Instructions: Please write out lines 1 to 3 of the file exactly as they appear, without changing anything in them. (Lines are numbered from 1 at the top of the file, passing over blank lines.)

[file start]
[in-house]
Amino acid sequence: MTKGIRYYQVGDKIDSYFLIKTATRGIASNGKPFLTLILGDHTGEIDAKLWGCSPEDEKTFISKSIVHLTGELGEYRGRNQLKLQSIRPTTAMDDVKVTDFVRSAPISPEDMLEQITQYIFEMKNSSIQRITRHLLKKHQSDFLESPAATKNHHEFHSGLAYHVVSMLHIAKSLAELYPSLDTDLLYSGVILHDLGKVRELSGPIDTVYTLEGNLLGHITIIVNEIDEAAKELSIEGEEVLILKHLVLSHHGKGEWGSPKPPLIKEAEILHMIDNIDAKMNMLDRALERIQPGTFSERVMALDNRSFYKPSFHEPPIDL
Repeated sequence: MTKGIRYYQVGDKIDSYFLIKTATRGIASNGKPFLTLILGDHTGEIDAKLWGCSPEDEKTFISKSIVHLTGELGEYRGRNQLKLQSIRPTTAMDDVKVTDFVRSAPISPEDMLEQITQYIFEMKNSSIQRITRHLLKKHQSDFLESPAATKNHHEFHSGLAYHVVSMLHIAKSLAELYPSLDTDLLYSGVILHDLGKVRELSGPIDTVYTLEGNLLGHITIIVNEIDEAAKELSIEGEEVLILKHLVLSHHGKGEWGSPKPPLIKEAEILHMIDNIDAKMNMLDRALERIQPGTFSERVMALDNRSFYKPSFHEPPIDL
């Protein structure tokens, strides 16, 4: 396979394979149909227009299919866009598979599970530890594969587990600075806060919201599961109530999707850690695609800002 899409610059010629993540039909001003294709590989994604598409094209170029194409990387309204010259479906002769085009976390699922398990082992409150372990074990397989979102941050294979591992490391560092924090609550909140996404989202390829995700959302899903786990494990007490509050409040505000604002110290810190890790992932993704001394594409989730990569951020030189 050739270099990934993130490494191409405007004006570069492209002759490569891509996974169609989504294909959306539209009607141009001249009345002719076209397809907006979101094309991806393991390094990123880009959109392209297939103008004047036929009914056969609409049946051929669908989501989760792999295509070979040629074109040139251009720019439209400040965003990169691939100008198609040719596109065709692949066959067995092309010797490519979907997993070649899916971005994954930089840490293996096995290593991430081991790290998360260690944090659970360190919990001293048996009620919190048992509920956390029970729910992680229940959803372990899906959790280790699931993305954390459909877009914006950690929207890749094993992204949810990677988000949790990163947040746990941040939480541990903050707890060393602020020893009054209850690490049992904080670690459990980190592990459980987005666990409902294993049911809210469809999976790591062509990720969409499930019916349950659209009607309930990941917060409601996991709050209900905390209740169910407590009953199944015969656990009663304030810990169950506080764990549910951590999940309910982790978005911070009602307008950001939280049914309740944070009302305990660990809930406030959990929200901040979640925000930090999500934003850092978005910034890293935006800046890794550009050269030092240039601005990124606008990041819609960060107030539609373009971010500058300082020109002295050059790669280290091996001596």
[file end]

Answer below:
[in-house]
Amino acid sequence: MTKGIRYYQVGDKIDSYFLIKTATRGIASNGKPFLTLILGDHTGEIDAKLWGCSPEDEKTFISKSIVHLTGELGEYRGRNQLKLQSIRPTTAMDDVKVTDFVRSAPISPEDMLEQITQYIFEMKNSSIQRITRHLLKKHQSDFLESPAATKNHHEFHSGLAYHVVSMLHIAKSLAELYPSLDTDLLYSGVILHDLGKVRELSGPIDTVYTLEGNLLGHITIIVNEIDEAAKELSIEGEEVLILKHLVLSHHGKGEWGSPKPPLIKEAEILHMIDNIDAKMNMLDRALERIQPGTFSERVMALDNRSFYKPSFHEPPIDL
Repeated sequence: MTKGIRYYQVGDKIDSYFLIKTATRGIASNGKPFLTLILGDHTGEIDAKLWGCSPEDEKTFISKSIVHLTGELGEYRGRNQLKLQSIRPTTAMDDVKVTDFVRSAPISPEDMLEQITQYIFEMKNSSIQRITRHLLKKHQSDFLESPAATKNHHEFHSGLAYHVVSMLHIAKSLAELYPSLDTDLLYSGVILHDLGKVRELSGPIDTVYTLEGNLLGHITIIVNEIDEAAKELSIEGEEVLILKHLVLSHHGKGEWGSPKPPLIKEAEILHMIDNIDAKMNMLDRALERIQPGTFSERVMALDNRSFYKPSFHEPPIDL